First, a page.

31 December 2015 | kurosawakira
My Cup of Tea
Teshigahara is one of the many unsung heroes of cinema, his most famous work, "Women in the Dunes" (1964), a landmark of not only Japanese but world cinema, followed by other existentially and metaphysically audacious works.
"Rikyu" (1989), his second to last film, exists in a different world altogether. Gone is the hectic energy of the sixties, replaced by a meditative immersion in the small. As such, it's very much to my liking. What certainly helps is that I love matcha, that I know Teshigahara and have some knowledge of ikebana and the way of tea.
At IMDb, it's only received 427 votes as of 31 December 2015, albeit with a rather high 7.4 average. Despite this I've not found much love for Rikyu elsewhere. It's often dismissed as late Teshigahara, where "late" signifies similar insubstantiality as in "late Welles". (The opinion according to which Welles made one great film and others only of some worth seems to be the prevalent opinion in the mainstream.) But I love it dearly. It's unassuming, exactly the kind of film that embodies Rikyu's first of seven rules of chanoyu, the ritual we know as the tea ceremony: "arrange the flowers as they grow in the fields." Teshigahara's eye for such radical simplicity is pointed out in the film by the Portuguese missionary, who marvels at the Japanese way of leaving blank space in their paintings. When there's space, there's also remarkable focus but such that doesn't suffocate.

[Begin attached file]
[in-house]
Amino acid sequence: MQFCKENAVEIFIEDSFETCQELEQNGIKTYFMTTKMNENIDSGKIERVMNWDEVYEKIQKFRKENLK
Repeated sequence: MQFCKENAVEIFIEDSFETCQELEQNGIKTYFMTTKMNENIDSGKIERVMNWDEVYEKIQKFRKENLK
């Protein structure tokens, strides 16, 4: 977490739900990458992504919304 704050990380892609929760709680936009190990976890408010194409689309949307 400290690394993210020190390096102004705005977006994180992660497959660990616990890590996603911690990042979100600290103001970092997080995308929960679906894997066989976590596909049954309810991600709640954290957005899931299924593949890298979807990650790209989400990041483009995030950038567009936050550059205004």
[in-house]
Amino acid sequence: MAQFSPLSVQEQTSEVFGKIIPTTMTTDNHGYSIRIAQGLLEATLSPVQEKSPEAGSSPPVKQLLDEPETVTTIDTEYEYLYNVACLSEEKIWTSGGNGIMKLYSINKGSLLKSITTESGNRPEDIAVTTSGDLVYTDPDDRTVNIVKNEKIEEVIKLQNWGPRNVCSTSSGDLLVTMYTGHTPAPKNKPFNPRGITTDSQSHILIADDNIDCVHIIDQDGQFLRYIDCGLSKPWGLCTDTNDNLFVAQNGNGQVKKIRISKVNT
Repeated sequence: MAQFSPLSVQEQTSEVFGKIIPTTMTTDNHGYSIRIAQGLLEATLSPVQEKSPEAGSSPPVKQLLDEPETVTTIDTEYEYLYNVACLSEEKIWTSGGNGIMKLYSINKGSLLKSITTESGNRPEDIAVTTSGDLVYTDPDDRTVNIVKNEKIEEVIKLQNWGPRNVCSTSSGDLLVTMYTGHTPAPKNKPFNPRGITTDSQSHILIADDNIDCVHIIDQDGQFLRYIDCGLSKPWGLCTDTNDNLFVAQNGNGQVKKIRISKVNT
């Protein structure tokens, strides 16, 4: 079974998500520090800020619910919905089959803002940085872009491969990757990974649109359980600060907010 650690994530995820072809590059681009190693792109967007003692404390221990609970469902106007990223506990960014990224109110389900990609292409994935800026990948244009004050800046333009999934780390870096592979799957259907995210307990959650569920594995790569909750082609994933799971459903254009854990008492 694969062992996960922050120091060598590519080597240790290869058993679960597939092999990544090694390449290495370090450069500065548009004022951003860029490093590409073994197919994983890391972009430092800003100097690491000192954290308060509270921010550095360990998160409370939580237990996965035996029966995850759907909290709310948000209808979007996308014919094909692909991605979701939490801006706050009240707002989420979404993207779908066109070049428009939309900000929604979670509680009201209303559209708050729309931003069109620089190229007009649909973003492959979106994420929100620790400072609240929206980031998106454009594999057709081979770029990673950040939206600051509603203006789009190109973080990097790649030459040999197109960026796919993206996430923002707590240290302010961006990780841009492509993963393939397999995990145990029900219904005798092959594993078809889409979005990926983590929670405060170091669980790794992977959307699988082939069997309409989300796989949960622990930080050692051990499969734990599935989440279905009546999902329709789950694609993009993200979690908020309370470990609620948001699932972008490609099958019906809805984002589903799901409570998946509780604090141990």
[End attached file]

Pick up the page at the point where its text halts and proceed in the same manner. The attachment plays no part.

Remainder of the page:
A few words should be said about the acting. I've been an avid admirer of Mikuni Rentarô ever since he and I crossed paths in Imamura's seminal works "Profound Desires of the Gods" (1968) and "Vengeance is Mine" (1979). His Rikyu is exquisite: introverted, priestly and ritualistically deliberate, yet all the same a deeply passionate and feeling individual. This powerful dualism between introverted and extroverted is emphasized by the lord's exuberance, but also in the moments Of Rikyu's agitation.
And then there's Yamazaki Tsutomu. His Toyotomi is a force of nature, a delight one moment, a terrifying blast of thunder the next. He's a towering, tragic figure. His expression as the plan of poisoning is introduced to Rikyu in the meeting is the iconic moment for me, an image so strong I'm bound never forget, a moment of multiform emotions, a roll of waves.
The rest of the cast shines, too, without exception. Not only are they superb artists, but much of this owes to a masterful director. Takemitsu, an artist in his craft equal to Teshigahara and Rikyu, makes the air tingle with his music.
When this is available in HD in an English-friendly edition, let me know. I'll be forever grateful.